Payments in arrears normally operate where the importer is permitted to order goods, with payment based on an invoiced amount, with or without a required payment date, but normally after the goods are received and inspected by the importer. [Such payments are used primarily when the exporter allows sales to an importer on open account and/or where there is a long-term and trusted trading arrangement between the parties.]
Payments in advance are less risky from the exporter’s perspective, as he does not have to finance the goods during their shipment.
By making payments in advance, the importer bears the risk of their goods being damaged in transit (unless insured) and possibly paying the shipping costs. Other risks are that the exporter defaults in delivery, becomes insolvent, disappears, provides the goods late, provides goods not of merchantable quality and / or not what was ordered. Importers may find that enforcement through the exporting country’s courts may also prove risky. Payments in arrears is risky to the exporter Letter of credit may be a better alternative.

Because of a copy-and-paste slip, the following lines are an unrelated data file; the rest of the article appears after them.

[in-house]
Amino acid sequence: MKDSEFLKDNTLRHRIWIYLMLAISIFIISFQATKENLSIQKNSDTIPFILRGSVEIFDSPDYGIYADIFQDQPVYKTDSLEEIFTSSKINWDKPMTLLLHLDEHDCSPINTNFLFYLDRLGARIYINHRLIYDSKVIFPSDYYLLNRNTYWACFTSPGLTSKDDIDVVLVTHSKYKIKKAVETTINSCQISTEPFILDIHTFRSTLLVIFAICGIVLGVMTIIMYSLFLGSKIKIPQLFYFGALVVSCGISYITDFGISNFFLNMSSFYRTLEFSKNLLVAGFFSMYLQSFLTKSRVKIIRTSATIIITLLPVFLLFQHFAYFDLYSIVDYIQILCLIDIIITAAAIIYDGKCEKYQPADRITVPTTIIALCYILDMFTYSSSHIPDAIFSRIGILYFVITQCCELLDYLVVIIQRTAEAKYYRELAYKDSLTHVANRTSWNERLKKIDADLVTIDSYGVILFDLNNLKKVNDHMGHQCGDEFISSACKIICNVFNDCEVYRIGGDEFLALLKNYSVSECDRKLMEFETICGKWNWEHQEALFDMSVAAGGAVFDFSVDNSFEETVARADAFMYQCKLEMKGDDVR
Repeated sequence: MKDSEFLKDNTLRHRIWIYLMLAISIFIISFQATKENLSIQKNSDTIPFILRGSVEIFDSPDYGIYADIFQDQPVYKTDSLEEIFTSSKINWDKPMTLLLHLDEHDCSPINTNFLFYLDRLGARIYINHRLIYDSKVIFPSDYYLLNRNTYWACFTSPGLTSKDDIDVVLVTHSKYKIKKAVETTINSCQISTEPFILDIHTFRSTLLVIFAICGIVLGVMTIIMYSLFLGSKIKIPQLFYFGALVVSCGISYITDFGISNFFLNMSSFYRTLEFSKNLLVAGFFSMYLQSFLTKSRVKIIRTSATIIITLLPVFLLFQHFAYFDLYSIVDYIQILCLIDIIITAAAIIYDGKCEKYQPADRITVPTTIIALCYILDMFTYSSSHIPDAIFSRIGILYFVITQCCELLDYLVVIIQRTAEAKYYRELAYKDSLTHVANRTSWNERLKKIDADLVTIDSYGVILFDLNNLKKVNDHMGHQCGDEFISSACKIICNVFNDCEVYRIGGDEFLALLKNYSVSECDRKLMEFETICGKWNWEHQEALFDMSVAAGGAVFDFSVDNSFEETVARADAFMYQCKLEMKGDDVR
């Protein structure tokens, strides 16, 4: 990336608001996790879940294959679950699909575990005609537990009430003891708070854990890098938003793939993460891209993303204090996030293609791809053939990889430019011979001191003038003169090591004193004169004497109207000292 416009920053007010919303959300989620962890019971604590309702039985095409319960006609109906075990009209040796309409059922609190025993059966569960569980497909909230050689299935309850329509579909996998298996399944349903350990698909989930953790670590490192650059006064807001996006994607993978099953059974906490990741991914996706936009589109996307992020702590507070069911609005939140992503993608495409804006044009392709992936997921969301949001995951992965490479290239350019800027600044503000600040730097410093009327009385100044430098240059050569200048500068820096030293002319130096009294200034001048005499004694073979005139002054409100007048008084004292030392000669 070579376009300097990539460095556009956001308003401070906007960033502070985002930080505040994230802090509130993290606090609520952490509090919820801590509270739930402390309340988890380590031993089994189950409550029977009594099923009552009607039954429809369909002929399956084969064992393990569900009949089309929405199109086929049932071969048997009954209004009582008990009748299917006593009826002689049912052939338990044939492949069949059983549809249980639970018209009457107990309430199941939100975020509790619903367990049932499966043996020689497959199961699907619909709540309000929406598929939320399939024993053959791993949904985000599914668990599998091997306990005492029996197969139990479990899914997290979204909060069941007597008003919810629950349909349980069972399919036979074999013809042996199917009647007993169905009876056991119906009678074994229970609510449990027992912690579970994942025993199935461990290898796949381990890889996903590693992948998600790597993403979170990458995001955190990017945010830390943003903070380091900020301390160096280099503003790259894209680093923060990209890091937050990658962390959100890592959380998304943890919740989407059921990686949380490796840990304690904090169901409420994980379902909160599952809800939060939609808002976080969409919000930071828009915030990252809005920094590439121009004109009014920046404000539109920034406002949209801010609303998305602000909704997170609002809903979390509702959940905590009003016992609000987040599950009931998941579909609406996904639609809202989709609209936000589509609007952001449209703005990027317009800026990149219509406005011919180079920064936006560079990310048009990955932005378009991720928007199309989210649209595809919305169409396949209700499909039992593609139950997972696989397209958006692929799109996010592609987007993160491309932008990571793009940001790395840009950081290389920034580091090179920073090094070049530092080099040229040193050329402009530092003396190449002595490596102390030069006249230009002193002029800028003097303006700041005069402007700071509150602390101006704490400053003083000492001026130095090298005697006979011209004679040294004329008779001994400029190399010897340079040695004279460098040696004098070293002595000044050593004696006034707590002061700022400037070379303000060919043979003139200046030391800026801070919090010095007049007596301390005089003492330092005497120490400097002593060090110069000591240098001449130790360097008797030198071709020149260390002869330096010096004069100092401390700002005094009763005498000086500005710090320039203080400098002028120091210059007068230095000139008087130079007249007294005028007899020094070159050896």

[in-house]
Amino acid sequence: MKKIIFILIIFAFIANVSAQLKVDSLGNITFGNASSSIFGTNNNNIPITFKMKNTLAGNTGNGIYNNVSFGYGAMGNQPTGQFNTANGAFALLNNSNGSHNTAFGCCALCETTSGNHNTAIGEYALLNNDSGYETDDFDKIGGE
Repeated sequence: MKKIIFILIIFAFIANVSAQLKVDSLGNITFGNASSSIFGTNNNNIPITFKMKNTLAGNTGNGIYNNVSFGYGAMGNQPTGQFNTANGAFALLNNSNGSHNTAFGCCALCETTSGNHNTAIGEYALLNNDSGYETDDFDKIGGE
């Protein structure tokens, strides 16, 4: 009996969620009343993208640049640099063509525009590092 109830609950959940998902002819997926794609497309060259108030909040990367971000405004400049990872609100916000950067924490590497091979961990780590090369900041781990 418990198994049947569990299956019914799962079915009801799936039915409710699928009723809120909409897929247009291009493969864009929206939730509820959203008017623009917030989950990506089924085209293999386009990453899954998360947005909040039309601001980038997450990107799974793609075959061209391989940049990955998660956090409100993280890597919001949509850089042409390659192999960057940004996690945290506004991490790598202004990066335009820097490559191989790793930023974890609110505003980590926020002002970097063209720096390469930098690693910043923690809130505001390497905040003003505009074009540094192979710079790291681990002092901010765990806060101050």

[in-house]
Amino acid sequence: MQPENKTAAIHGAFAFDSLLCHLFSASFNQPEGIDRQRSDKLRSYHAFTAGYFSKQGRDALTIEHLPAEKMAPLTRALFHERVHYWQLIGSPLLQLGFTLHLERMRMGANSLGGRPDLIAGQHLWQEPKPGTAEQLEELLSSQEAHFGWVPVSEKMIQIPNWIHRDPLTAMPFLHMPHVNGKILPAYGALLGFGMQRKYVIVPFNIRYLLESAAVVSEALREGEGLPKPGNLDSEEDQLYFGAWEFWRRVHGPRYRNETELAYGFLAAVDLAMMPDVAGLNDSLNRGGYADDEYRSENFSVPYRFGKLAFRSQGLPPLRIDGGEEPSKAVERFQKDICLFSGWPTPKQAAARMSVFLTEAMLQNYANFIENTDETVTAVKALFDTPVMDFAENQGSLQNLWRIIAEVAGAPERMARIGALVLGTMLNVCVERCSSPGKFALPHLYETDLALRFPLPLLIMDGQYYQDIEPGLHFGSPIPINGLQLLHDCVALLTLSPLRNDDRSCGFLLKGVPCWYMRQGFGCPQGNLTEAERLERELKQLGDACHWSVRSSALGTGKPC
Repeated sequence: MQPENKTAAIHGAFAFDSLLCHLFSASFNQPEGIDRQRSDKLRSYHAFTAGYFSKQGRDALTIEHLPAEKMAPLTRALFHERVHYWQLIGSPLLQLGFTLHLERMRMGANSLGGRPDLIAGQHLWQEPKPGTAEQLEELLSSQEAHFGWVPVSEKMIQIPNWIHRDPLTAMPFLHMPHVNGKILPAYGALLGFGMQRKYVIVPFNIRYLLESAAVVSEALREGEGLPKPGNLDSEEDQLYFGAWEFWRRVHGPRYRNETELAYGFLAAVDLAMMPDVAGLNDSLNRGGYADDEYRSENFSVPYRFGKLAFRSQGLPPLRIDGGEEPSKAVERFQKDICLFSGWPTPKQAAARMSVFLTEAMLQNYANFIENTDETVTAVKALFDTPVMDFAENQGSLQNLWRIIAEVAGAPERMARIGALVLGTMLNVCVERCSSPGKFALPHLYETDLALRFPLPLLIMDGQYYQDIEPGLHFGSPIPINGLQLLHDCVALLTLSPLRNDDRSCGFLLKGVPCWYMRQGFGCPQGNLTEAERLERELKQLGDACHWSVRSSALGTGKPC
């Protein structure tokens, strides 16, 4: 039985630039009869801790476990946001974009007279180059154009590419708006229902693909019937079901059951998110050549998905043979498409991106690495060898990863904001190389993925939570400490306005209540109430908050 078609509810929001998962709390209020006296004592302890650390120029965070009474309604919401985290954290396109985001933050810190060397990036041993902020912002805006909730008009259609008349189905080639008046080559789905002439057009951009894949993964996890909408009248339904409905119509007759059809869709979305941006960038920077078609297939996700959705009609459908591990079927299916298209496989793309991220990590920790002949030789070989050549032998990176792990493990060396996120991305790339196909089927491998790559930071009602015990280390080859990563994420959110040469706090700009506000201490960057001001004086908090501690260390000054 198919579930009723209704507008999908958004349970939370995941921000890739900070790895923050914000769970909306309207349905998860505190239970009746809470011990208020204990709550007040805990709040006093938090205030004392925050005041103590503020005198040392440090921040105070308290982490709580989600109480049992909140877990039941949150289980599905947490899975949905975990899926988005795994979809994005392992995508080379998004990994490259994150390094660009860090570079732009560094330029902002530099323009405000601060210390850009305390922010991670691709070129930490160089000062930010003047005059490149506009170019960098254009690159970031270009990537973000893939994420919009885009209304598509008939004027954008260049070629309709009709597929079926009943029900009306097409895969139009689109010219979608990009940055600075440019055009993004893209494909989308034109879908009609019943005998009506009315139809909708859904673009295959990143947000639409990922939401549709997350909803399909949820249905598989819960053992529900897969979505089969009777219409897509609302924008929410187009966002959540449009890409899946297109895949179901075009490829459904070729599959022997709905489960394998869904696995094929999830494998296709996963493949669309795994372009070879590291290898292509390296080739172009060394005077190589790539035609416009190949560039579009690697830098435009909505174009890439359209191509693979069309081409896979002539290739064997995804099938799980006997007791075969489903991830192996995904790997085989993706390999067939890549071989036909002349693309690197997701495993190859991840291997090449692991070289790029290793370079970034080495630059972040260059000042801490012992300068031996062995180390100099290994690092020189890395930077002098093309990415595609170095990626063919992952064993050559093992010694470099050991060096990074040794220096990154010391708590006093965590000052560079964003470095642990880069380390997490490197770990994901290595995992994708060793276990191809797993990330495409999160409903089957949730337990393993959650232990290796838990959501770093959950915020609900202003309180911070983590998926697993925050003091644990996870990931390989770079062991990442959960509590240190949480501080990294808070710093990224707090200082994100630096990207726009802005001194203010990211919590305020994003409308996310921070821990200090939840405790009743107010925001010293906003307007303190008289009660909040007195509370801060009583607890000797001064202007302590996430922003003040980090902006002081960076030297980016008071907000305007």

Question 4 [20 marks]
Rice Ltd and Spelt Ltd are two companies that can borrow for a three year term at the following rates.
|International credit rating Fixed-rate borrowing cost||AA 5.5%||BB 8.5%|
|Floating-rate borrowing cost||LIBOR||LIBOR + 1.5%|
- Calculate the quality spread differential (QSD). (2 marks)
The QSD = [8.5% – 5.5%] minus [LIBOR + 1.5% – LIBOR] = [3%] – [1.5%] = 1.5%.
- Assume that Rice desires floating-rate debt and Spelt desires fixed-rate debt. No swap bank is involved in the transaction. Detail the process of an interest-rate swap where both Rice and Spelt have an equal cost savings in their borrowing costs. After the swap, what will their interest rate be? (6 marks)
- Rice needs to issue fixed rate debt at 5.5% and Spelt needs to issue floating- rate debt at LIBOR + 1.5%.
- Rice needs to pay LIBOR to Spelt. Spelt needs to pay 6.25% to Rice.